Australia eyes rare earth deposits amid fears over China supplies

 

 

Australia will step up production of rare earths and other militarily sensitive “tech metals”, the country’s defence minister said Monday, as doubts grow over the reliability of Chinese supplies.

Linda Reynolds told an audience in Perth that resource-rich Australia had deposits that could safeguard supplies for allies including the United States and Britain.

So-called tech minerals are used in everything from smartphones and lasers to avionic systems and electronic warfare technologies. But trade tensions have led China to warn that supplies of could be choked.

READ MORE: Rare earths are the latest weapon in the US-China trade war

China produces more than 95% of the world’s rare earths, and the United States relies on it for upwards of 80% of its imports.

Reynolds stressed the importance of Western allies obtaining the metals from outside China.

“[In] Australia we have at least 40% of the known reserves of tech metals, whether it’s lithium, cobalt, nickel, graphite but also most of the rare earths that our current technology and our lifestyles today relies on,” she said.

She added that it had been discussed at length at recent Australia–US ministerial consultations and in discussions with British counterparts.

“What we want to do is make sure we have a guarantee of supply,” she told reporters in Perth.

“A lot of our defence equipment and capability actually uses rare earths in its production.”

The key issue for Australia, the US and other allies “is the continuity and guarantee of supply of these rare earths and tech metals as they’re now called is an issue of national importance”, she said.

Jeffrey Wilson, head of research at the Perth USAsia Centre, said there is roughly $350-million global trade in rare earths per year, with China also having a disproportionate share of processed products such as carbonates and magnets.

In the case of dysprosium — which can be used in magnets for electric vehicles or nuclear reactor rods — it is 100%.

“China’s near monopoly means there’s no real genuine or reliable international market for rare earths trade,” Wilson said.

“Its outsize market power also gives the Chinese government considerable scope to control and shape global trade patterns,” he added.

Reynolds’ comments followed news of a deal between German industrial giant Thyssenkrupp and a mining company developing a rare earths project in northern Australia.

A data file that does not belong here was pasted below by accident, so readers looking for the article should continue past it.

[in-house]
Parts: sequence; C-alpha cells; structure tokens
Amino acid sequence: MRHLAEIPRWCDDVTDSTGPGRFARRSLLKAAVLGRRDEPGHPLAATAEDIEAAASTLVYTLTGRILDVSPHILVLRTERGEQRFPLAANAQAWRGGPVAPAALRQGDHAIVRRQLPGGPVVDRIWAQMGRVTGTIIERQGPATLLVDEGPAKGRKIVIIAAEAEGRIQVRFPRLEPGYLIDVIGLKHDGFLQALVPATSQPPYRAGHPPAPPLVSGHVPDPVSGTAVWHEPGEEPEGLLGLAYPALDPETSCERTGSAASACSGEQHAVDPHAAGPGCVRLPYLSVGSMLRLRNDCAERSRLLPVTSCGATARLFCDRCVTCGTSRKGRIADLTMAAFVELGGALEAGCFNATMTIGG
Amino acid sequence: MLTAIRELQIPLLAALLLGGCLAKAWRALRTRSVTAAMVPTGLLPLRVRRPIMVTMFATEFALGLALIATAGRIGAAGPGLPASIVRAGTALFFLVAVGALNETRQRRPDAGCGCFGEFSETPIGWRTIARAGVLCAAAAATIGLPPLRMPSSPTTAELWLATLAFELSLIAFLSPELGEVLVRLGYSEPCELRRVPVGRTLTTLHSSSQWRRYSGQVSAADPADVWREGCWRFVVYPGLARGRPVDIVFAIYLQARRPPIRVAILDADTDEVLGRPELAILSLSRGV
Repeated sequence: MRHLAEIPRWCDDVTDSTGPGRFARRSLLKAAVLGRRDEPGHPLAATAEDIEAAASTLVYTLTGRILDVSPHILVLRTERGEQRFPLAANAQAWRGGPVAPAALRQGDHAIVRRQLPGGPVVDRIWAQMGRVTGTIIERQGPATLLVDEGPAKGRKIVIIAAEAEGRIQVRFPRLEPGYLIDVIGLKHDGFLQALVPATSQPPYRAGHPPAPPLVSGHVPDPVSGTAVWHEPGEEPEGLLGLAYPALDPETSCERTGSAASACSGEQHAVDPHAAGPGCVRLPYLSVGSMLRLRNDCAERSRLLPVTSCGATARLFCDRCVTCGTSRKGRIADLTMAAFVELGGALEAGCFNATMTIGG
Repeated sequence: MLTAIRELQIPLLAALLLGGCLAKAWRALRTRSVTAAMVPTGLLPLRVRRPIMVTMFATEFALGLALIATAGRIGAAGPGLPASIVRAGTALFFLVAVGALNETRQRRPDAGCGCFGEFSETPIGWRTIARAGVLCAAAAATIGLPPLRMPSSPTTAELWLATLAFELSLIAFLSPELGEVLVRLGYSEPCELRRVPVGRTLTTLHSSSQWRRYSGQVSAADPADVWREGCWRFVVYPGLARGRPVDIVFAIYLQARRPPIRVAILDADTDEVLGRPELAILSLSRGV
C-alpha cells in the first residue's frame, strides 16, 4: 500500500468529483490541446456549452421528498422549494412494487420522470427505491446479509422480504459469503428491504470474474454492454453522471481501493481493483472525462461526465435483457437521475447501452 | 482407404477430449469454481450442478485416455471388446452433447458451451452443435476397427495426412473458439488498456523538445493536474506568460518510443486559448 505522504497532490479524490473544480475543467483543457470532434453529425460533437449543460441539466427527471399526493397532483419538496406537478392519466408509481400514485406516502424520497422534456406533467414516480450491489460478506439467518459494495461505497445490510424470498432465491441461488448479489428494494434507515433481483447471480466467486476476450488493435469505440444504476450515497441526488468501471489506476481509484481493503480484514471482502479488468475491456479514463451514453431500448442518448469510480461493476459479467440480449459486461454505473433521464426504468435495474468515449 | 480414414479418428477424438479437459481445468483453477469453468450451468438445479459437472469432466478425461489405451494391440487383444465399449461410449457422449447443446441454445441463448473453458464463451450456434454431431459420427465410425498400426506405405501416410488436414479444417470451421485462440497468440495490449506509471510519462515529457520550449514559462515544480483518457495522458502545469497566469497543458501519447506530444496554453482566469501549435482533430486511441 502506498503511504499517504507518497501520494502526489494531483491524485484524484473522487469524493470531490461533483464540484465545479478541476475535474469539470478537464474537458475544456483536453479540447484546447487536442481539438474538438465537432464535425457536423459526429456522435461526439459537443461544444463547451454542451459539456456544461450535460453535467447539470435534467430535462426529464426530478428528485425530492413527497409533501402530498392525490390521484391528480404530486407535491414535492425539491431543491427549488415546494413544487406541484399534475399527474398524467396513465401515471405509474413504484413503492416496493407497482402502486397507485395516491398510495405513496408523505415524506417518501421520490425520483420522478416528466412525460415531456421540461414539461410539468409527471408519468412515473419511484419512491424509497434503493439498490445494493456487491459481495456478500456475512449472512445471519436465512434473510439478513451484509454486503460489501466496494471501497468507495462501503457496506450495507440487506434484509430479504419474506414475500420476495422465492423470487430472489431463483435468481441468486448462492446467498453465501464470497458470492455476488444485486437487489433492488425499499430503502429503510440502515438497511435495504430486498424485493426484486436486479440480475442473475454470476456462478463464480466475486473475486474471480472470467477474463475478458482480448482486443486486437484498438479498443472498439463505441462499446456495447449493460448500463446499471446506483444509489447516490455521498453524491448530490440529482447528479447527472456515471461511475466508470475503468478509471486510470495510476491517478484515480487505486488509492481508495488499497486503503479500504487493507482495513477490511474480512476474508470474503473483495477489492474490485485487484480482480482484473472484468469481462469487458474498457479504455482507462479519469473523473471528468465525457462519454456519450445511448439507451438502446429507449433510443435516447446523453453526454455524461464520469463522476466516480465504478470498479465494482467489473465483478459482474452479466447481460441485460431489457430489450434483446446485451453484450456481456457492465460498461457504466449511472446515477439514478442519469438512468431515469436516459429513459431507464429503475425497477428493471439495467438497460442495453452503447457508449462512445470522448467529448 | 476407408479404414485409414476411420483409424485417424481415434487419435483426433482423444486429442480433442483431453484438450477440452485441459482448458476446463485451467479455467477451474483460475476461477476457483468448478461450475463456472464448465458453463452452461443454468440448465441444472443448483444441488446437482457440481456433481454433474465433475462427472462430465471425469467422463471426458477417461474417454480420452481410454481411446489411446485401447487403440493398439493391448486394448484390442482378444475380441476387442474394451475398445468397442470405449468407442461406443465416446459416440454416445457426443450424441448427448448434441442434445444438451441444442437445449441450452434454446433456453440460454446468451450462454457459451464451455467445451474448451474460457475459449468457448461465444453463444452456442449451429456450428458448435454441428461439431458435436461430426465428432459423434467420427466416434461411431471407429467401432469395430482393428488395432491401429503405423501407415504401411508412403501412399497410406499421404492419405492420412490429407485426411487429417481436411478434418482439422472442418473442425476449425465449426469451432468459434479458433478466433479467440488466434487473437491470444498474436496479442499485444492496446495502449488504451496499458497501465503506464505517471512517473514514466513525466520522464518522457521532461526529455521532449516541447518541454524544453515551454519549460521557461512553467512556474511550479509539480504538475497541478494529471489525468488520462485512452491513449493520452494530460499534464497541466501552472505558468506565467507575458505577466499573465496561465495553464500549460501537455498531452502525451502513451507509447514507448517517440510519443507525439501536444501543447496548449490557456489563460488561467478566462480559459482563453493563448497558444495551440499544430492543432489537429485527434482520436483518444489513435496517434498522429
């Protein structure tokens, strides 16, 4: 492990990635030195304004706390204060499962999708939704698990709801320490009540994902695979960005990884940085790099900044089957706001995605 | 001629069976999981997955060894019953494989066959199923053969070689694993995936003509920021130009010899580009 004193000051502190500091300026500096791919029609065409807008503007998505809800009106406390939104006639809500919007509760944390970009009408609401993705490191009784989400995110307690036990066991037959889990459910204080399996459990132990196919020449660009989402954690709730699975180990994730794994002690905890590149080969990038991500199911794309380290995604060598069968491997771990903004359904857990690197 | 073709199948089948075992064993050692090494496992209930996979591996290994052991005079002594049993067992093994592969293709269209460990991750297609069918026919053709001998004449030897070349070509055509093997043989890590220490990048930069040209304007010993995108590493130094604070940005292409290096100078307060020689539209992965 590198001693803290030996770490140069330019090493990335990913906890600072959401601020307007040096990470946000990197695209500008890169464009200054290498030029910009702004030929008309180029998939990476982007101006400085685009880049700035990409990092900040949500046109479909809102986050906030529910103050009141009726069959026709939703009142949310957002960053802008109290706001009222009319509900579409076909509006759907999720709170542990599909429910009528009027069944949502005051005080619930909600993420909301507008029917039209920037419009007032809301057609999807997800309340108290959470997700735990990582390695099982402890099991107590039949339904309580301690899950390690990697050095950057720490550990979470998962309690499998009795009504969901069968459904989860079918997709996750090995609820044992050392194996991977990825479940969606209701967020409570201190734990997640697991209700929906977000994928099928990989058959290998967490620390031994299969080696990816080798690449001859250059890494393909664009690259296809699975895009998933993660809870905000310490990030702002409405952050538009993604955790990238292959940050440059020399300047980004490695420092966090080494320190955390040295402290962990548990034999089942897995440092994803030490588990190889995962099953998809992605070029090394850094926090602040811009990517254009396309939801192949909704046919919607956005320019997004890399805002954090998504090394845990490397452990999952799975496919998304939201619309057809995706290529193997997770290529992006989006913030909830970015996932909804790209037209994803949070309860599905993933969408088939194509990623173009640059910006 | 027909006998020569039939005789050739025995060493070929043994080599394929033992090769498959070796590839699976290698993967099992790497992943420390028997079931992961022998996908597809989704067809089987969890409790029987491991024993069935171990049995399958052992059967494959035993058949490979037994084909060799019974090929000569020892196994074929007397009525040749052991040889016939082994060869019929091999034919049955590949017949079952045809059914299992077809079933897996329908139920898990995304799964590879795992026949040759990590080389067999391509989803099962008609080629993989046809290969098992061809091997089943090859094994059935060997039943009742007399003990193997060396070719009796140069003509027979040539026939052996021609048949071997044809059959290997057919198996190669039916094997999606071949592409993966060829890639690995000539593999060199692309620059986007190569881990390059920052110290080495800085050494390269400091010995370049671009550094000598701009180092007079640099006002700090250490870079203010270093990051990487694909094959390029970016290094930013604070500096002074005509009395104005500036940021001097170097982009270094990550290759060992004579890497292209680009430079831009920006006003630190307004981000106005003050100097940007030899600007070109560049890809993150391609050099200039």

Sydney-listed Northern Minerals announced Thyssenkrupp Materials Trading would take 100% of the heavy rare earth carbonate from its Aus$56-million Browns Range pilot plant project.

Northern Minerals had earlier terminated a two-year-old agreement with a Chinese firm.

The Australian company aims to develop the world’s first significant producer of dysprosium outside of China.

PW Botha wagged his finger and banned us in 1988 but we stood firm. We built a reputation for fearless journalism, then, and now. Through these last 35 years, the Mail & Guardian has always been on the right side of history.

These days, we are on the trail of the merry band of corporates and politicians robbing South Africa of its own potential.

To help us ensure another 35 future years of fiercely independent journalism, please subscribe.

Agency
External source
Advertisting

The rule of law in times of crisis: Covid-19 and...

Under a state of national disaster, some rights may be suspended. But it is critical to remember that the Constitution itself is not suspended

Test backlog skews SA’s corona stats

With thousands of samples still waiting to be processed, labs are racing to ramp up testing to help the government gain a better idea of how prevalent Covid-19 really is

Press Releases

The online value of executive education in a Covid-19 world

Executive education courses further develop the skills of leaders in the workplace

Sisa Ntshona urges everyone to stay home, and consider travelling later

Sisa Ntshona has urged everyone to limit their movements in line with government’s request

SAB Zenzele’s special AGM postponed until further notice

An arrangement has been announced for shareholders and retailers to receive a 77.5% cash payout

20th Edition of the National Teaching Awards

Teachers are seldom recognised but they are indispensable to the country's education system

Awards affirm the vital work that teachers do

Government is committed to empowering South Africa’s teachers with skills, knowledge and techniques for a changing world

SAB Zenzele special AGM rescheduled to March 25 2020

New voting arrangements are being made to safeguard the health of shareholders

Dimension Data launches Saturday School in PE

The Gauteng Saturday School has produced a number of success stories